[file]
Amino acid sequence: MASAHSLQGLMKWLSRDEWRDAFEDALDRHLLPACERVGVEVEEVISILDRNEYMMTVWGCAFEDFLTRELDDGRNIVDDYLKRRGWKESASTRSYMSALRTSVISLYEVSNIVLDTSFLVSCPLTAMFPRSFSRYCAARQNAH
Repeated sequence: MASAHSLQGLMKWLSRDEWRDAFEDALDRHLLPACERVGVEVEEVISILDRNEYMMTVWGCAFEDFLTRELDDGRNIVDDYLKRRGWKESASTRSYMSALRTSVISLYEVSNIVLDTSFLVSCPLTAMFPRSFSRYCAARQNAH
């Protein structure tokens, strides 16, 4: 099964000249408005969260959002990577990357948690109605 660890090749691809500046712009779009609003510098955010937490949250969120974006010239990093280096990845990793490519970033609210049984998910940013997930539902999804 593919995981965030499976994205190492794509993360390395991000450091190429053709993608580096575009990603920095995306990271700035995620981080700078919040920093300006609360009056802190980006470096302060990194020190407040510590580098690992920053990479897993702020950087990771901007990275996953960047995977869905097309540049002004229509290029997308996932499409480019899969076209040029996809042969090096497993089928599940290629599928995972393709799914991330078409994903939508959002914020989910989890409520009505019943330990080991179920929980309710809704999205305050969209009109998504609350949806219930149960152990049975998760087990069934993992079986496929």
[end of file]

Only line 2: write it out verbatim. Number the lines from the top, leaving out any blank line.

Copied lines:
Repeated sequence: MASAHSLQGLMKWLSRDEWRDAFEDALDRHLLPACERVGVEVEEVISILDRNEYMMTVWGCAFEDFLTRELDDGRNIVDDYLKRRGWKESASTRSYMSALRTSVISLYEVSNIVLDTSFLVSCPLTAMFPRSFSRYCAARQNAH